The subsequent tied All-Ireland final against 14 dubs was the one that got away. Now Kerry’s decorated former minors are three years older, smarter and still waiting. Are they better than 2019? Are Dublin Worse?
* * * * *
It’s not just clear from the backroom shot of Paddy Tally that O’Connor called the defense Kerry’s Achilles’ heel. The three goals conceded in last year’s semifinals weren’t the only gap Tyrone uncovered, but they were by far the most damaging.
Now consider this: In 14 games in the McGrath Cup, league and SFC this year they have scored two goals, one of them a Monaghan penalty. They had already reached the Division 1 Finals before their only loss and biggest concession – 1-15 against Tyrone.
So far, so frugal. The only caveat is that Kerry’s attack didn’t display the same daring brio that lit up her form chart last year until things went pear shaped.
Speak to Ger O’Keeffe and Tom Cribbin and it’s clear both men believe O’Connor is the man to fix Kerry’s weaknesses.
O’Keeffe cites the meticulousness of his preparation. Cribbin underscores his calmness at the line. “He’s very good at seeing how things are developing,” says the Kildare man, “and fixing problems fairly quickly before it becomes a bigger problem on the pitch. He’s just so experienced.”
Coincidentally or not, O’Connor’s previous appointments have come in the wake of losses to Tyrone in 2003 and 2008. Each time he has delivered in his freshman year. Now Tyrone has done it again; can Jack?
“Kerry got kind of lost last year,” says O’Keeffe. “The flaws that Kerry had shouldn’t happen this time around, so they’ll probably be a team that’s going to be well prepared – like all teams Jack sends, especially towards the end of the season.”
Cribbin has no doubt that the eight-hour round trip from South Kerry was a major factor in O’Connor’s exit from Kildare. “I knew the toll it was taking on his body,” he reveals.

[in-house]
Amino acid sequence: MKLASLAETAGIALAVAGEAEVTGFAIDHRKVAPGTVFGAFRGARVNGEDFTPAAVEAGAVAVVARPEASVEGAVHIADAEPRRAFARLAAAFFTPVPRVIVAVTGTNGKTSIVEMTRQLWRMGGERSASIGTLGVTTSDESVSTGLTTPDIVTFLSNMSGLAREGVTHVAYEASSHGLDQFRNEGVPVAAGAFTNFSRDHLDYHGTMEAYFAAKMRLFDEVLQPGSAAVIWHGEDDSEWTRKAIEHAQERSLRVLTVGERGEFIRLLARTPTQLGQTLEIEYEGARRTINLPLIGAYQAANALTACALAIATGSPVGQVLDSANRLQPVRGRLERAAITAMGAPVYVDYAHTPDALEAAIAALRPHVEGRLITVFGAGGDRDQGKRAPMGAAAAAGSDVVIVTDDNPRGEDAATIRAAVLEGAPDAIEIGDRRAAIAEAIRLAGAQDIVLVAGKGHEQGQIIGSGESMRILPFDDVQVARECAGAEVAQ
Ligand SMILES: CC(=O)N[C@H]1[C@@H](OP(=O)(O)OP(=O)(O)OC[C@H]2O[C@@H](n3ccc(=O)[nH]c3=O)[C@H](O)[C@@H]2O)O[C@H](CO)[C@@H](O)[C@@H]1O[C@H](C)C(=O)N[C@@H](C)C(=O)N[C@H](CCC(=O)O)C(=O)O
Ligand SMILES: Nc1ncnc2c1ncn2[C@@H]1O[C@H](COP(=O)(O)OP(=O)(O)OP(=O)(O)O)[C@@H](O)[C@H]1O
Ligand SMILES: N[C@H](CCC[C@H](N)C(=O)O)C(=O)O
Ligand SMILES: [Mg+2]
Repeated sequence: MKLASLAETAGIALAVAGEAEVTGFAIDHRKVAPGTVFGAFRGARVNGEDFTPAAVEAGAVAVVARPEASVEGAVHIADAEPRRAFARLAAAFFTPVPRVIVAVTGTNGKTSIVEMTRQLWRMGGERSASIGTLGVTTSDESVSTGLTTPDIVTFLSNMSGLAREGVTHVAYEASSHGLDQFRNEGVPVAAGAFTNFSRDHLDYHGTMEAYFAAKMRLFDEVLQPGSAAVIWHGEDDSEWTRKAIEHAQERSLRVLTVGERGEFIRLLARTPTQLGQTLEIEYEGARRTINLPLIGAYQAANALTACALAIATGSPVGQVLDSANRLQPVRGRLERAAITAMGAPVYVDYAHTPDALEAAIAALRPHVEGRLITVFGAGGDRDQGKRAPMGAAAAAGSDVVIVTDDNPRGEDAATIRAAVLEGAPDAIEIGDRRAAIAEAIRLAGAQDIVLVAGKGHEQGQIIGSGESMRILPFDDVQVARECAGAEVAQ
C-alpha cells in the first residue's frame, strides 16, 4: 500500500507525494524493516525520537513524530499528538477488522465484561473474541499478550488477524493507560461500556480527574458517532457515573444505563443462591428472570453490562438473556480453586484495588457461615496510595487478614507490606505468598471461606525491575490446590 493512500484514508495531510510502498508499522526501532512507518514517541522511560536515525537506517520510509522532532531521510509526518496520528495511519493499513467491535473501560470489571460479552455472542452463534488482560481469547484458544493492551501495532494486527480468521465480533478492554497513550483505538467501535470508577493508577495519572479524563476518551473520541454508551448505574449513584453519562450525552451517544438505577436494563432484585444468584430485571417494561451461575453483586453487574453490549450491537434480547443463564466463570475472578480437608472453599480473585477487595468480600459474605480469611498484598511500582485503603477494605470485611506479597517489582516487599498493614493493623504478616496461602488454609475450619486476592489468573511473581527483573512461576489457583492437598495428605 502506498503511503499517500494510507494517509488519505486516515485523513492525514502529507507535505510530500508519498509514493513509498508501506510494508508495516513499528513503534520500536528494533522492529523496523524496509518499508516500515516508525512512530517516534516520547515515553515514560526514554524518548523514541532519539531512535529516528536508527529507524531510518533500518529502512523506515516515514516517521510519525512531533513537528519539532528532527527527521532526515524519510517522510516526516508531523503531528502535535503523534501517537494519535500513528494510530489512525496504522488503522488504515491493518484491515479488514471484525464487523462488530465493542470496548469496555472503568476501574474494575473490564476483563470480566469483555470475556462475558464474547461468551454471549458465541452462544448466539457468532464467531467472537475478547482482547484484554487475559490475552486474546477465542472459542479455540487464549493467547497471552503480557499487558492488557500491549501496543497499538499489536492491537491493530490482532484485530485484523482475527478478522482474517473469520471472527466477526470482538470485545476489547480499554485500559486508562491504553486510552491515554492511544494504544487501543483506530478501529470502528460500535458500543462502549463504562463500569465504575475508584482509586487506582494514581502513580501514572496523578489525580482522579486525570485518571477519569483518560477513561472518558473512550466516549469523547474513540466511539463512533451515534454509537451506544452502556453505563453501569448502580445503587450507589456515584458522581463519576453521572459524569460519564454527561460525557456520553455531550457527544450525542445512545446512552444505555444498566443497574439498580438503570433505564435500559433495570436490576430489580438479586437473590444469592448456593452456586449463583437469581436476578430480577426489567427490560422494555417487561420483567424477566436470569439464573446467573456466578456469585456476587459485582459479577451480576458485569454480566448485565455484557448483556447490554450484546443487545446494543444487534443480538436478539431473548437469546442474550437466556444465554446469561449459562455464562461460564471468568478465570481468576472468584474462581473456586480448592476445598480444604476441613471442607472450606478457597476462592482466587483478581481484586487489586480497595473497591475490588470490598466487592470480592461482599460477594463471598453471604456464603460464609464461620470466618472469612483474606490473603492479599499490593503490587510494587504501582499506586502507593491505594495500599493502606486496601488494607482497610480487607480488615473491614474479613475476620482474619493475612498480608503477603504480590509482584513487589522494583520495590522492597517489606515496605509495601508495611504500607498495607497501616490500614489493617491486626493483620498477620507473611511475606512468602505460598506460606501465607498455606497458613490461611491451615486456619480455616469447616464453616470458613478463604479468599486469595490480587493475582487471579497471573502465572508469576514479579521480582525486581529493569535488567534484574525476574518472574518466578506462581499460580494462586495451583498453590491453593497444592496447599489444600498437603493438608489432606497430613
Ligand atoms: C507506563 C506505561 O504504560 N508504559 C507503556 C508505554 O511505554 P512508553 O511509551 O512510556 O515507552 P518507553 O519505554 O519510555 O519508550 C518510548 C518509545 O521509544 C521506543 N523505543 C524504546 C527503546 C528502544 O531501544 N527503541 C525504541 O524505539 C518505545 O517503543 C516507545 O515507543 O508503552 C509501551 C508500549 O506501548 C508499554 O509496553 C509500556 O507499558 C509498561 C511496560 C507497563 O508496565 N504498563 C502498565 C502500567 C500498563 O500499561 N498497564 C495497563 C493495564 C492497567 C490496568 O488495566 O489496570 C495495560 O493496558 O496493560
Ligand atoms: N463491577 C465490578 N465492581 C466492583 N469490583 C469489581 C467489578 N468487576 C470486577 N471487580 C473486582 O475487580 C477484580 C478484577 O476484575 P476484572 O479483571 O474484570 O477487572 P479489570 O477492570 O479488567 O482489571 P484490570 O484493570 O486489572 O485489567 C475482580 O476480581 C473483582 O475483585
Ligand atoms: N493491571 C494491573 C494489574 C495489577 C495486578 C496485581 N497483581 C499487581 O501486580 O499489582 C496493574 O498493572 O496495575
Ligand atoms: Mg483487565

“There was one weird night I had to get him to stay up. . . He wanted to go home because he loved his home so much. And you could see how tired he was from driving.”
But when the opportunity to run your own district resurfaced, “For a football manager, that’s a lottery win. Jack didn’t jump on anyone. The winning lottery numbers appeared in front of him and he took them.”
And now it boils down to this: 70 minutes against a rival who hasn’t been beaten since O’Connor’s underdogs of 2009 ravaged Pat Gilroy’s startled catchy tunes… and then, he hopes, 70 more must-win minutes. Long-term plans can wait because Kerry has grown impatient with the wait.
“He won’t lose ten seconds of sleep the night before the game – he’s that calm,” Cribbin points out. “The night after the game when he’s playing everything in his head, even if he wins, he doesn’t sleep.
“So, the pressure of the game and the challenge doesn’t cost him a thought. He leaves no stone unturned, so he knows there’s nothing more he can do. Well, I’m not kidding, that’s actually when he’s looking his freshest and best on the morning of a game.
“He seems to thrive on it, absolutely thrives on it.”
https://www.independent.ie/sport/gaelic-games/gaelic-football/why-jack-oconnor-is-back-his-driving-kerry-ambition-and-a-must-win-date-with-the-dubs-41823079.html Why Jack O’Connor is back: His driving Kerry ambition and a must-win date with the dubs